Other observations.

Leaf removal in the control treatments at 0 and 240 ch did not cause bud break but wounds leaked sap. New shoots emerged in all the plants during forcing. ‘Ottawa’ sprouted more than ‘Glen Ample’, but in both cultivars, growth of root suckers was independent of both the treatment and the length of the chilling period. Malformation of leaves was observed during forcing in hot water-treated plants. At higher levels of chilling, hydrogen cyanamide caused phytotoxic symptoms; cane tips dried and died.

Discussion

Accumulation of chilling enhanced bud break, vegetative growth, and the number of flowers and hastened flowering. This is in accordance with earlier reports for Rubus species (Dale et al., 2003; Lopez-Medina and Moore, 1999; Måge, 1971, 1975; White 1999; White et al., 1999). In single-bud shoot pieces of several species, hot water treatment has been observed to release endodormancy (Orffer and Goussard, 1980; Shulman et al., 1983; Wisniewski et al., 1997). Palonen and Lindén (2006) found that depending on the cultivar, water at 40 or 45 °C broke endodormancy of raspberry buds. In our experiment, intact canes of pot-grown plants, excluding roots, were treated with hot water.

Based on our results, the dormancy-breaking treatments comprised of either hot water or hydrogen cyanamide were able to break bud endodormancy but could not completely replace chilling. Both hot water and hydrogen cyanamide increased bud break and to some extent enhanced vegetative growth in endodormant plants. However, dormancy-breaking treatments could not completely release deepest endodormancy: although bud break increased compared with the control treatments, the lateral shoots remained short.

Chilling requirement differed between ‘Glen Ample’ and ‘Ottawa’. In ‘Glen Ample’, dormancy-breaking treatments enhanced bud break still after 1200 chilling hours, which indicates that this duration was not enough to fully release bud dormancy caused by endo- and/or paradormancy. Bud break of ‘Ottawa’ increased considerably between 720 and 960 ch in both control treatments. At the same time, the dormancy-breaking treatments became ineffective. Furthermore, the number of flowers increased after 960 ch. Thus, the chilling requirement for ‘Ottawa’ was apparently fulfilled between 720 and 960 ch, although additional chilling further increased bud break. However, the problems in determining exact chilling requirements include determination of the time of chilling inception, weighted coefficients for different temperatures, and the end of dormant phase (Warmund and Krumme, 2005). Chilling requirement also depends on the growing conditions in the previous growing season (Heide, 2003).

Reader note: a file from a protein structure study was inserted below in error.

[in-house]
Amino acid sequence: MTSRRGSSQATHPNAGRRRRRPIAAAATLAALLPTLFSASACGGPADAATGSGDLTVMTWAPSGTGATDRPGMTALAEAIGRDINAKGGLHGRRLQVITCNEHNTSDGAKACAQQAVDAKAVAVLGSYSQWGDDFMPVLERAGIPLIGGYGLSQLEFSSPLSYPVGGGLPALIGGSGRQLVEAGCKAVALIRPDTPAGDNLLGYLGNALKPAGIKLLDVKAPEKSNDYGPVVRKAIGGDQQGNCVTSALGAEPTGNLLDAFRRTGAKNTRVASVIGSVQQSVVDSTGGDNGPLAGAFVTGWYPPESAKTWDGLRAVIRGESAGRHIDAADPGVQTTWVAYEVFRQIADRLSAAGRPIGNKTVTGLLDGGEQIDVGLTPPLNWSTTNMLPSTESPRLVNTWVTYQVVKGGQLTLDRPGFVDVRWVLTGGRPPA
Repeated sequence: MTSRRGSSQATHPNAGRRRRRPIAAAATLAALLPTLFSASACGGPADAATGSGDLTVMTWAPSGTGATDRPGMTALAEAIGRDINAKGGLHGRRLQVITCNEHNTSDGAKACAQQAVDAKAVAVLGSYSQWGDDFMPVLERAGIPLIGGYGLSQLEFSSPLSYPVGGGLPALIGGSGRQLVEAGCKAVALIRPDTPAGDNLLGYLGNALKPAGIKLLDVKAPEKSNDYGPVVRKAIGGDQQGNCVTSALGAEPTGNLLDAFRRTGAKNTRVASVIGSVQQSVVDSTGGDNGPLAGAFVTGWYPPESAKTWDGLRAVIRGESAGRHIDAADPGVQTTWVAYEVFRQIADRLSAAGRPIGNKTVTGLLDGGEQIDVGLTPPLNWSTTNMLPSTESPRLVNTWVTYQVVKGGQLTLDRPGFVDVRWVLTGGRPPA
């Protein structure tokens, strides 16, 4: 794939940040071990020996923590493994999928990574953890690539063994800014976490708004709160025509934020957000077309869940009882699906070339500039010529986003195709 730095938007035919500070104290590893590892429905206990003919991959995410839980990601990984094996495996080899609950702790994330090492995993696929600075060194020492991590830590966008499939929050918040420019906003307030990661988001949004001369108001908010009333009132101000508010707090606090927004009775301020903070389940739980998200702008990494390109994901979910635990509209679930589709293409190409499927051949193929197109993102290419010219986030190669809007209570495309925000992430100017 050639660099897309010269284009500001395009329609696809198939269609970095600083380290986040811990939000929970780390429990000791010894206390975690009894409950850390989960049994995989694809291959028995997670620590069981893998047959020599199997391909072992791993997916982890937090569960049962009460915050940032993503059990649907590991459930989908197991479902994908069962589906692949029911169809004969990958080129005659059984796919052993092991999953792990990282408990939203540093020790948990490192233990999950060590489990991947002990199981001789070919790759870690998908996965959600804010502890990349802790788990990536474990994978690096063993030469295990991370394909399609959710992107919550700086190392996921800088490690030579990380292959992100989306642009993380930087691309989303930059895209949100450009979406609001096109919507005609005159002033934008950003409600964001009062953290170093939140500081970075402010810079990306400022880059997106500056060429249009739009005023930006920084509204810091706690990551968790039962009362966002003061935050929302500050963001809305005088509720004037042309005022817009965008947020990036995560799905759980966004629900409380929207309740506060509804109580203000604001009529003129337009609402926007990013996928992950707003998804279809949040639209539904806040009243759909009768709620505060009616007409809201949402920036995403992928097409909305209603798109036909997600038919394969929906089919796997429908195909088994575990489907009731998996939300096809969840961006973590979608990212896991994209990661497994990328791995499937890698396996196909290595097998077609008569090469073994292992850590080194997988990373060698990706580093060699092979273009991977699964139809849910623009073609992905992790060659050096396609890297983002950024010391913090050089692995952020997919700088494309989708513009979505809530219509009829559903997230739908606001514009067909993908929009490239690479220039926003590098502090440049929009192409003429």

In ‘Glen Ample’, percentage of bud break clearly increased already between 240 and 480 ch. However, number of flowers in the control treatments increased only at 720 ch. After 1200 ch (7 weeks of chilling), only 38% of buds broke in the untreated control plants, whereas dormancy-breaking treatments enhanced bud break. Earlier, White (1999) and Dale (2008) reported the high chilling requirement of ‘Glen Ample’. Although Dale (2008) suggested that 780 ch completed its chilling requirement, Mazzitelli et al. (2007) showed that in whole canes of this cultivar, chilling requirement might be as high as 1900 h. Despite the long chilling period in our experiment, bud break in the middle and lower parts of the cane in ‘Glen Ample’ was poor. White (1999) stated that paradormancy strengthens toward the base of the cane and inhibits bud break until a sufficient amount of chilling has accumulated. The influence of paradormancy was also shown by Mazzitelli et al. (2007); in intact canes, maximal bud burst was achieved after 1900 ch, but in the middle and base parts of the cane, bud burst was incomplete even after 2500 ch, whereas endodormancy of one-bud cane pieces was released after 1400 ch. Furthermore, according to Dokoozlian et al. (1995), hydrogen cyanamide does not increase bud break after chilling requirement is fulfilled in grapevine.

It is probable that physiological changes in the buds are similar both in hot water treatment and during chilling accumulation. Recently, expressed sequence tag (EST) libraries at different phases of dormancy and microarray analysis in red raspberry have revealed that during dormancy release, genes encoding heat shock proteins as well as other stress response and detoxification-related genes are expressed (Mazzitelli et al., 2007). Furthermore, Walton et al. (2009) observed using microarray analysis in kiwifruit [Actinidia deliciosa (A. Chev.) C.F. Liang et A.R. Ferguson] that several stress-related genes are upregulated after hydrogen cyanamide treatment. Mechanisms of action of dormancy-breaking treatments such as hot water treatment or hydrogen cyanamide are not clear. However, hot water treatment has been used for decades to force cut flowers such as lilac (Dole and Wilkins, 1999; Escher, 1996).